Origin Energy ticking fee may be triggered given AUD 18.7bn deal’s regulatory complexity

Report 29 March

Origin Energy ticking fee may be triggered given AUD 18.7bn deal’s regulatory complexity

  • 14 April is ACCC filing, not acceptance, deadline
  • ACCC timeline could potentially last into 2024

The ticking fee payable to Origin Energy [ASX:ORG] shareholders by Brookfield Asset Management and EIG Partners as part of their revised and agreed AUD 18.7bn (USD 12.48bn) deal is likely to be triggered as a result of the deal’s regulatory complexity, said sources familiar with the situation.

The parties yesterday (28 March) announced a binding Scheme Implementation Deed (SID) comprising AUD 5.78 per share and USD 2.19 per share for a total consideration of AUD 8.912 per share, based on an assumed AUD/USD exchange rate of 0.70. A 4.5c per month ticking fee, accruing on a daily basis, will be payable if implementation of the Scheme is delayed beyond 30 November.

The sources agreed that beating the deadline is possible, but given the deal’s regulatory complexity it may not be. The SID noted that Origin and the consortium are targeting implementation of the Scheme by early 2024 with the exact timing dependent on the regulatory process.

The deal’s regulatory conditions include the Foreign Investment Review Board (FIRB), the Australian Competition and Consumer Commission (ACCC), the National Offshore Petroleum Titles Administrator and certain other unspecified foreign investment approvals. 

The consortium is obliged to make an ACCC application filing by 14 April. The sources explained that under the ACCC’s authorisation process, this will be a first draft filing and the 90-day ACCC consideration period only kicks in once the application is finalised and accepted.

As reported, deal parties have two options when seeking the ACCC’s view on a proposed merger. The public informal merger review is by far the most common route but provides no protection from legal action. The merger authorisation process, on the other hand, gives statutory protection from certain legal action and recognises that some mergers may give rise to public benefits that outweigh public harm. According to the ACCC’s website, a review process under this procedure goes beyond the substantial lessening of competition (SLC) test applied in an informal merger review. Under the merger authorisation process, the onus is on the merging parties to prove the transaction is in the net public interest.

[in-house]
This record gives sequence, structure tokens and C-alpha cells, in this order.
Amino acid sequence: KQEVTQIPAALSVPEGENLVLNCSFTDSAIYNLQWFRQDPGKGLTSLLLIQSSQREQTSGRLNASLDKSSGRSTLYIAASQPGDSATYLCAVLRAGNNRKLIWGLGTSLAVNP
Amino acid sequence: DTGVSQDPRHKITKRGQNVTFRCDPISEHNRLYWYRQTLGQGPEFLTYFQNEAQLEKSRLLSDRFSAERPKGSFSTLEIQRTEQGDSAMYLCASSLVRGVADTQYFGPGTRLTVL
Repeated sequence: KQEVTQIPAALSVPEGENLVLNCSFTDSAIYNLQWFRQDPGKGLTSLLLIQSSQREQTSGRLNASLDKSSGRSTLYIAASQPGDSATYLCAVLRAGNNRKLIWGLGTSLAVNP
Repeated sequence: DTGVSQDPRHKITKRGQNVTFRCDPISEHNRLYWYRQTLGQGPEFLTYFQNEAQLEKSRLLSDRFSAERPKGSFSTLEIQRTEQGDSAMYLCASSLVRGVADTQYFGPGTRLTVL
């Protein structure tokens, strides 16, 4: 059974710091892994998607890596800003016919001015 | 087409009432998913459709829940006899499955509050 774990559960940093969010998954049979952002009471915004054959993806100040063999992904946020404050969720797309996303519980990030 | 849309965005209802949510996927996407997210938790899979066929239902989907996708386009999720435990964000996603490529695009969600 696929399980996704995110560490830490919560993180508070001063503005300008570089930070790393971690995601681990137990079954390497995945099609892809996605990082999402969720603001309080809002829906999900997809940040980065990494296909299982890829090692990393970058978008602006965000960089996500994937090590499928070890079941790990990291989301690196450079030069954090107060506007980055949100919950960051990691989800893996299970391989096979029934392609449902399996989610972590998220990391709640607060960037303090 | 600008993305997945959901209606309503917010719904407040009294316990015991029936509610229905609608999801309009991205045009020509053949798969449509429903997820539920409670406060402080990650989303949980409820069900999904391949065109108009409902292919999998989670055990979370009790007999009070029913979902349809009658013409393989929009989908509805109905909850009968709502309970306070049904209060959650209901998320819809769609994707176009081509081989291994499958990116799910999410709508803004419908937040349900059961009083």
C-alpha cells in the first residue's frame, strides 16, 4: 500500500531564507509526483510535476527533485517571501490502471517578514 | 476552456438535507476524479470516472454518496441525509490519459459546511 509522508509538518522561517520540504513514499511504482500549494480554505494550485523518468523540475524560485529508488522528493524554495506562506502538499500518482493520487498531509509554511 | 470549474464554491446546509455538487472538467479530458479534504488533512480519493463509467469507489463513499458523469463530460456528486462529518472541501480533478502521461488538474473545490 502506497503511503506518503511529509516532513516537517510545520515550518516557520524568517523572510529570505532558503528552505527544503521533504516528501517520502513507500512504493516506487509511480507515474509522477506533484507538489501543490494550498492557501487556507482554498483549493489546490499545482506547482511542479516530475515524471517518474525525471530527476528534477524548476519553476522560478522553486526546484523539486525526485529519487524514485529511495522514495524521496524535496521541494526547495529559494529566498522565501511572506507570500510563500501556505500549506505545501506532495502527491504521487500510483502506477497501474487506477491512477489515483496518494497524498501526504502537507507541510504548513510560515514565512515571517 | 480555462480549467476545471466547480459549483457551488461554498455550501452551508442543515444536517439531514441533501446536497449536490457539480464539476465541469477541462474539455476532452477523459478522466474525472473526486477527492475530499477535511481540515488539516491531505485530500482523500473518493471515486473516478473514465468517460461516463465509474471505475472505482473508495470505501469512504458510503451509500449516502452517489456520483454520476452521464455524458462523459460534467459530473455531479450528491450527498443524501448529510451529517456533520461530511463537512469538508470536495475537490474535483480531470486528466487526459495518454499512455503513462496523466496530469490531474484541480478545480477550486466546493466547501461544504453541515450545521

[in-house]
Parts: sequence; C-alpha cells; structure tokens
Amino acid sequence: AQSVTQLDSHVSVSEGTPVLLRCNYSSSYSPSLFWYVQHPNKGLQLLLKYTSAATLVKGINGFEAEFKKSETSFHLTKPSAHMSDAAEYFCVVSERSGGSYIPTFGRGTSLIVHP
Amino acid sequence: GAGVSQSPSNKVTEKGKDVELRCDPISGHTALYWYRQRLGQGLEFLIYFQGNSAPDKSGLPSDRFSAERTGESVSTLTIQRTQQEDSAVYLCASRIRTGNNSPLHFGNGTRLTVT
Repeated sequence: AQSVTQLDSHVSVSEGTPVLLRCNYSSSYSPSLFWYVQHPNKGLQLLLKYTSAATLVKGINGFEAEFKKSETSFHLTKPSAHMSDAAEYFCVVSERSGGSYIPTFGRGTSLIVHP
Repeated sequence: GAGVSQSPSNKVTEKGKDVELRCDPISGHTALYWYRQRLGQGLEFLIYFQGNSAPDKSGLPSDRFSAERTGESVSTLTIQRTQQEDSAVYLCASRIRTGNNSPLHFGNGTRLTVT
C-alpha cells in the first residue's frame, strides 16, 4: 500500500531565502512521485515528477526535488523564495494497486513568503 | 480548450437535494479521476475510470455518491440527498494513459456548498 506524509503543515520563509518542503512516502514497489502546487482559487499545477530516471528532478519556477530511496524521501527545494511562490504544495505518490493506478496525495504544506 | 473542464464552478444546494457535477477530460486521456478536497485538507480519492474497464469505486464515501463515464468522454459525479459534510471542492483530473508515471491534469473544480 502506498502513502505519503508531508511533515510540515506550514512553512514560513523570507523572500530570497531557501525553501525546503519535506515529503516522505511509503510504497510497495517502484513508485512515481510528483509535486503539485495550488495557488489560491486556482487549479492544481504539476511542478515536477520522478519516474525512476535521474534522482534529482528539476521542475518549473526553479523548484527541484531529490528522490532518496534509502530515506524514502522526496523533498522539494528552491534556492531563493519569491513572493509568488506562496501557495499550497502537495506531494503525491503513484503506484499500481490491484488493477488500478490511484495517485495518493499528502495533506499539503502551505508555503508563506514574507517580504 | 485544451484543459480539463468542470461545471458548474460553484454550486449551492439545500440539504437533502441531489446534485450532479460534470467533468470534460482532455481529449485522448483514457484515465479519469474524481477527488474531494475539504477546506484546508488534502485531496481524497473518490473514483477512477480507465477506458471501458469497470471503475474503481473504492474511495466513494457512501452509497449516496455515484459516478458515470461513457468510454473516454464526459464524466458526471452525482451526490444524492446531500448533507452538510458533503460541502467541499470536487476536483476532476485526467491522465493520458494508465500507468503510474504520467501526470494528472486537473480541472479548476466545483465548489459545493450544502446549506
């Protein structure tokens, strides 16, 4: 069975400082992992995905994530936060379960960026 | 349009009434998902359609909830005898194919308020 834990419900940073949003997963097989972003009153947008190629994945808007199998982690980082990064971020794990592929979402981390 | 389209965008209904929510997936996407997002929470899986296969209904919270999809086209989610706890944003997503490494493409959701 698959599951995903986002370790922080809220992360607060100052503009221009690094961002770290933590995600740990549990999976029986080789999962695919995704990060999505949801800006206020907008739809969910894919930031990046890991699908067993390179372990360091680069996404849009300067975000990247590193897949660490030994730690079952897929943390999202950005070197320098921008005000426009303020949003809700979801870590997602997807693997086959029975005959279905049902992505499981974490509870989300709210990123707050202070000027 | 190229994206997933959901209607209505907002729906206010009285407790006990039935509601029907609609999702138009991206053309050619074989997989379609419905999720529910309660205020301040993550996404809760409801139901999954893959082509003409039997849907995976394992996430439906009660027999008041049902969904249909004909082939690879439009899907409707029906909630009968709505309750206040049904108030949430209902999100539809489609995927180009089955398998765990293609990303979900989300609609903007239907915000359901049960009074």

Last week, this news service reported that the ACCC will not find it easy to determine behavioural or structural remedies and undertakings that would assuage its concerns around the vertical integration aspects of the deal.

In August last year, the Australia and New Zealand Banking Group pursued the less common formal review option in its acquisition of Suncorp Bank from Suncorp Group [ASX:SUN]. The ACCC is still assessing the proposed deal and aims to make a judgment in June.

ACCC approval prospects are strong

One of the sources noted that Origin would not have signed an SID if it did not believe prospects for gaining regulatory approval were strong. A second source said the bidders’ best assessment is the transaction will reach completion in 4Q23 and noted the bidders believe there are no material competition issues, and that the transaction is in the national interest with clear public benefits that will arise from the investment. Brookfield, the same source noted, is committed to investing at least AUD 20bn in Origin, which is the largest-ever planned investment in Australia’s renewables sector and will put Australia on a fast track to achieve its net-zero energy target.

A third source explained that the ACCC will naturally give a lot of weight to the competition aspects of the deal, and will need to determine that on balance, the public benefits outweigh any detriments to competition. The source noted the ACCC’s key concerns are around the consortium’s transmission company AusNet Services, which it bought last year. It has been widely suggested that the consortium may have to ringfence or sell this asset to gain ACCC approval.

A competition lawyer said that following a valid application being lodged, the ACCC has 90 days to make its determination unless the deal parties agree and seek in writing, ahead of the deadline, an up to 90-day extension. If no decision is made within these periods, the ACCC is taken to have refused authorisation. The ACCC website states that its “ability to make a decision within 90 days depends on the information and evidence provided in the application and the complexity of the issues raised”.

As previously reported by this news service, the ACCC’s website explains that a final decision can either see it grant authorisation, or grant authorisation subject to conditions/undertakings, or deny authorisation.

The lawyer noted there are then 21 days to file a review by tribunal, which has 90 days or 120 days (if there is new evidence) to make a decision. “The total time for this process could be almost 11 months which takes you to February or March 2024.”

The lawyer said they believed there is a good chance the deal is approved based on there being no substantial lessening of competition (SLC). “We are not sure how the parties prove the benefits will eventuate but given the current energy crisis and politics around this issue, it would not surprise us if the ACCC accepted the public benefits argument too.”

Origin closed at AUD 8.25 today (29 March). Prior to the 10 November announcement, Origin’s shares were trading at AUD 5.81 – up 16.4% in 2022 on a dividend-adjusted basis, but down from a 2022 closing high of AUD 6.92 on 2 May. 

Origin and the consortium declined to comment.